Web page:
Far Cry 3: Further Crying
After complaining bitterly about how tediously frustrating playing through Far Cry 2 was, I took the obvious step of stubbornly refusing to stop until I’d plowed through to the strangely low-key finale. All in all, it was a fairly enjoyable bout of shooting men in the face, but it was an odd case of a game where most of the mechanics are pushing against you ever having fun, you horrible joyless consumer. Finally running into action having meticulously plotted your battle plan against these mercenary toughs? Have an attack of malaria! Because that’s fun. And – oh! – now your weapon’s jammed. And there’s someone shooting rockets at you with unerring accuracy despite the fact that you’re hidden in 14 miles of solid jungle. And then, once you’ve somehow managed to kill everyone, they respawn as soon as you drive out of sight.
I hate you, Far Cry 2. You are lucky you are beautiful.
Anyway, with such a singular attitude towards the concept of fun, I think Far Cry 2 deserves a sequel that builds on its core values of punishment and unfairness. So! Here’s a list of gameplay mechanics I want to see front and centre in Far Cry 3: Cry Further.
This is basically just an extension of the malaria gimmick from FC2, except this time, instead of being a life-threatening disease, it’ll just be some mild sniffles and a fancy “eyes watering” graphical effect. To maintain tension, you have to dab at your eyes every so often to make sure you’ll still be able to see when in the middle of a terrifyingly loud firefight. Also, for some reason, handkerchiefs are only available from underground vendors. Antihistamines can function as a kind of currency.
ACCURATE ANATOMICAL DAMAGE
This sounds more exciting than it really is, because it’s stirring up memories of Deus Ex in your hot, intimidating brain. Instead, it’s just an irritating bit where, if you get shot in the leg, you have to go buy a cane, which you’ll be required to use for three missions, since that’s how long bullet wounds take to heal. Amusingly, you can use the cane to beat crims to death, and the game could even have a chucklesome moment where you wave your cane angrily at a speeding-away-with-your-drugs jeep. Or you could solve a tricky medical conundrum, while systematically destroying all of your personal relationships with a combination of razor sharp wit and utter lack of humanity. But that might be hard to code.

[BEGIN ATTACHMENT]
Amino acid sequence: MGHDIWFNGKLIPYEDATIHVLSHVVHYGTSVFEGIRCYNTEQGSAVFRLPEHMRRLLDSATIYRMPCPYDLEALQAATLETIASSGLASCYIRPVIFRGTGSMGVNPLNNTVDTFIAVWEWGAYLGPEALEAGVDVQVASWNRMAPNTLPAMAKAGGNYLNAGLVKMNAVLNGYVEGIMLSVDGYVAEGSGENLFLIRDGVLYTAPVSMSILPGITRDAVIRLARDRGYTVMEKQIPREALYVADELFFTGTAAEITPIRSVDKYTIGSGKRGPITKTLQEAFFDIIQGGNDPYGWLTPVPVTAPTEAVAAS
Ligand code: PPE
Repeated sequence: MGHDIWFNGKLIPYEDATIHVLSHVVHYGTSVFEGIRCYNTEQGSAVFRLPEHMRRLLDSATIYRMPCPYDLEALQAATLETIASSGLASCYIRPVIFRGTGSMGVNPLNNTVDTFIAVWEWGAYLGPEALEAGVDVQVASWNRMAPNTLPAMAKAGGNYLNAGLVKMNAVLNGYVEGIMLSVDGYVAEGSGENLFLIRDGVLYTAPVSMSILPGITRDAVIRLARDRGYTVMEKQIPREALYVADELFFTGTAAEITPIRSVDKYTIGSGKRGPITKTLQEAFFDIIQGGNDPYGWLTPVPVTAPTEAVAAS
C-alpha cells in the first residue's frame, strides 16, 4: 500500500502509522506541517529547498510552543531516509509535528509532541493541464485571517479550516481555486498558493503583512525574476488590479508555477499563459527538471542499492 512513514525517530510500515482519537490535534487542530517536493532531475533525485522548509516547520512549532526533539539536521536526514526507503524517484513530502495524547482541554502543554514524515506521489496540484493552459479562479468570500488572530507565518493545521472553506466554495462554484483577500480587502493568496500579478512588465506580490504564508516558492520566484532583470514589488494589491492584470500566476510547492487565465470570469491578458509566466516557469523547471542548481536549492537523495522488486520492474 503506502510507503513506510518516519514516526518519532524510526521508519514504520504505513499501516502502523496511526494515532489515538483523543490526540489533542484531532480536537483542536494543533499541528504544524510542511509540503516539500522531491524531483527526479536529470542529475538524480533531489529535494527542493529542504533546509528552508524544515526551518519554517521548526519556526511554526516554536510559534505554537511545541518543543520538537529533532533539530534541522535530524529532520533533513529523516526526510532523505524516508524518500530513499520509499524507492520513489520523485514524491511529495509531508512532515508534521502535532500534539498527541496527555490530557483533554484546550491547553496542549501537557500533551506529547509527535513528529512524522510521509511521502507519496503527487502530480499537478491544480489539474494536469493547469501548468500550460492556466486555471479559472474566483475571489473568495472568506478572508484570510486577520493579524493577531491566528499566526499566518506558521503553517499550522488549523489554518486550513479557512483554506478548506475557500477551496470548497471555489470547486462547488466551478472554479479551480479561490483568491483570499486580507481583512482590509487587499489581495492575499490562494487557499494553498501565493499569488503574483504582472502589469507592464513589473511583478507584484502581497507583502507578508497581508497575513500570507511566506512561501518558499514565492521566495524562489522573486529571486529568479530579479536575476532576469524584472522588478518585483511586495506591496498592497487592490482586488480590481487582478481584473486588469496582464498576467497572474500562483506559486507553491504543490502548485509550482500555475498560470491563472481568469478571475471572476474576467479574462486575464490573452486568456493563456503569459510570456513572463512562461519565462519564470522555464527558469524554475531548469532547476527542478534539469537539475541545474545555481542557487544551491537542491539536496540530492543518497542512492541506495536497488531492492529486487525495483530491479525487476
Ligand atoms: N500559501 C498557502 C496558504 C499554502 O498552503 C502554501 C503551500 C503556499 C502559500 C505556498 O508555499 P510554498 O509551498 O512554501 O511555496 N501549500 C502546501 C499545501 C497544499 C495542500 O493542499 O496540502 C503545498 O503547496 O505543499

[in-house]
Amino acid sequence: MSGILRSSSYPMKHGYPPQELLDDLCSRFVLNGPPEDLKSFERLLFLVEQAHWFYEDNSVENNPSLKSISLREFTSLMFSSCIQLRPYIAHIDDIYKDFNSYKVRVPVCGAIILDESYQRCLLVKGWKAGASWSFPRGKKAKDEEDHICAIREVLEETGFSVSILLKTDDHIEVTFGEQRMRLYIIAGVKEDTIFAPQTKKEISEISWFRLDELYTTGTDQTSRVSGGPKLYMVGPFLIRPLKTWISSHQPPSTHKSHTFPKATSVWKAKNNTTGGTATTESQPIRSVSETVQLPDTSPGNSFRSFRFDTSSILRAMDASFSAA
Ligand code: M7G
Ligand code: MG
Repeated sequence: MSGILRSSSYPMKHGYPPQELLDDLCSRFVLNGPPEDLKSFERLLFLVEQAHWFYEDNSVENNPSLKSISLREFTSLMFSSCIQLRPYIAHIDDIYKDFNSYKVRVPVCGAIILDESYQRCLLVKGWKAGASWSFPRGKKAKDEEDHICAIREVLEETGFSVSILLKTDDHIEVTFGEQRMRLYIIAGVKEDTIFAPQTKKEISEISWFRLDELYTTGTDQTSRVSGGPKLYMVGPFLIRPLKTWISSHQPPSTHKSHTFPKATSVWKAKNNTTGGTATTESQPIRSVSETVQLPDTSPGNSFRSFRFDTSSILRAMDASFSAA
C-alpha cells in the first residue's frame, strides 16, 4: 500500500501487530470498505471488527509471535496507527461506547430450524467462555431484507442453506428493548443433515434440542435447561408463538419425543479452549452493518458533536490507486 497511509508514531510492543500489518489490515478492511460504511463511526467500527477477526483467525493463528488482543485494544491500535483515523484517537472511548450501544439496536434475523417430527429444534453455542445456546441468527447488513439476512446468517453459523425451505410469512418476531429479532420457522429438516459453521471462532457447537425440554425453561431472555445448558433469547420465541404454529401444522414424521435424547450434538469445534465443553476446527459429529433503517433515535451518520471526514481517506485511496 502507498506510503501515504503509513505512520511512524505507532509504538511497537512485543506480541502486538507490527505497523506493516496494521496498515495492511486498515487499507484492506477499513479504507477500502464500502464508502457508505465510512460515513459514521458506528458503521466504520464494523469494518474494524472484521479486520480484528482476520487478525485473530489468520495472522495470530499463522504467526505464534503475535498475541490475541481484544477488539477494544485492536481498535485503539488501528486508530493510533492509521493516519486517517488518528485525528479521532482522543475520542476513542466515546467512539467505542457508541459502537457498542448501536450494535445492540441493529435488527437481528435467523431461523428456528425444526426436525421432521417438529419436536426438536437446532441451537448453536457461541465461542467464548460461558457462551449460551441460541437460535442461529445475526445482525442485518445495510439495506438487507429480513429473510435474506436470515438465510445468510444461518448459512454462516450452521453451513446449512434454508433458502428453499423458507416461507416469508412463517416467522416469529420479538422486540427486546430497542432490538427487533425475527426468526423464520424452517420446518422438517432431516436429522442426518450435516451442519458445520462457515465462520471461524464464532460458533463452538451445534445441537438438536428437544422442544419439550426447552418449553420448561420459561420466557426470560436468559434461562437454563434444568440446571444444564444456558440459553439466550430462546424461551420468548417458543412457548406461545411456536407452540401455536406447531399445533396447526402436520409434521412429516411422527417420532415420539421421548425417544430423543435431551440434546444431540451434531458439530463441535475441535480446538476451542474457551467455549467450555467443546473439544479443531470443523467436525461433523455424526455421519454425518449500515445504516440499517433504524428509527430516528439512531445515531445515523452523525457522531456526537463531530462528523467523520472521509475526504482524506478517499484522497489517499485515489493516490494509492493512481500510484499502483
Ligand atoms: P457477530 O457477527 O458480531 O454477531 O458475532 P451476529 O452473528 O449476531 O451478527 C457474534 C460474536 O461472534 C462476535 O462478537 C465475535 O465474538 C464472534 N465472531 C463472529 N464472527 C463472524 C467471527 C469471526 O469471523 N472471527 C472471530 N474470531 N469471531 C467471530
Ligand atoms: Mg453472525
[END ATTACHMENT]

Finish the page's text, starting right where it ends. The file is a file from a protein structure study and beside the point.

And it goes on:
CHEATING CHECKPOINT ENEMIES
This is technically a carry-over from FC2, except this time, instead of being an irritating flaw, it’ll be a promoted feature. Whenever you take out an enemy checkpoint, the dead bodies won’t disappear, ever. Instead, when you return to the checkpoint, the exact same gunmen will be there, bloodsoaked clothes and mortal wounds and all, merrily peppering you in your pretty face with bullets. They will never, ever go away, and you will hate them with the fury of a thousand suns. This is an example of how the game will allow you to form meaningful, soul-flaying relationships with non-player characters.
REALISTIC WIND PHYSICS
Having mastered fire in FC2, you now get to fiddle around with the second most fearsome element: wind. It allows you to impractically start a fire in a tactically advantageous position upwind of some mercs, and smoke them out of their nefarious hideout. More ostensibly, it will make leaves flutter prettily in a gentle breeze, and in the case of an extra-strong gust, cause the player character to stumble slightly while walking. It’s actually a rather useless effect, but it looks good on the back of the box.